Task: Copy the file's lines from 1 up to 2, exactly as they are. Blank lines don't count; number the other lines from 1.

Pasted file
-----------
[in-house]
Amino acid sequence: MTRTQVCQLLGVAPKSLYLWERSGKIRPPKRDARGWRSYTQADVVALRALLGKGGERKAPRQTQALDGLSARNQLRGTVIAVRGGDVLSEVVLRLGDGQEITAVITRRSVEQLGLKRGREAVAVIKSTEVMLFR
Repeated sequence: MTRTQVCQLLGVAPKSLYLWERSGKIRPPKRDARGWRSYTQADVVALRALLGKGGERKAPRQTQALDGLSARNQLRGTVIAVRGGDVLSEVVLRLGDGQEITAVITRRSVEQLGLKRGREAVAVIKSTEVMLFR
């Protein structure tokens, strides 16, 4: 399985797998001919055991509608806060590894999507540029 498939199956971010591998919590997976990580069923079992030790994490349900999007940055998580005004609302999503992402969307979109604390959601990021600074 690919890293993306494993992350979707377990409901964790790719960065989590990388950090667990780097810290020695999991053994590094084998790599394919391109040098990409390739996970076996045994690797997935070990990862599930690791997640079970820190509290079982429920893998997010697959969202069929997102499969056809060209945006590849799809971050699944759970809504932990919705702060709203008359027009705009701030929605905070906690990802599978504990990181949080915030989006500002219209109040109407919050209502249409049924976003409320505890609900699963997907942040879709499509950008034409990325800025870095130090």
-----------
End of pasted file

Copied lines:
[in-house]
Amino acid sequence: MTRTQVCQLLGVAPKSLYLWERSGKIRPPKRDARGWRSYTQADVVALRALLGKGGERKAPRQTQALDGLSARNQLRGTVIAVRGGDVLSEVVLRLGDGQEITAVITRRSVEQLGLKRGREAVAVIKSTEVMLFR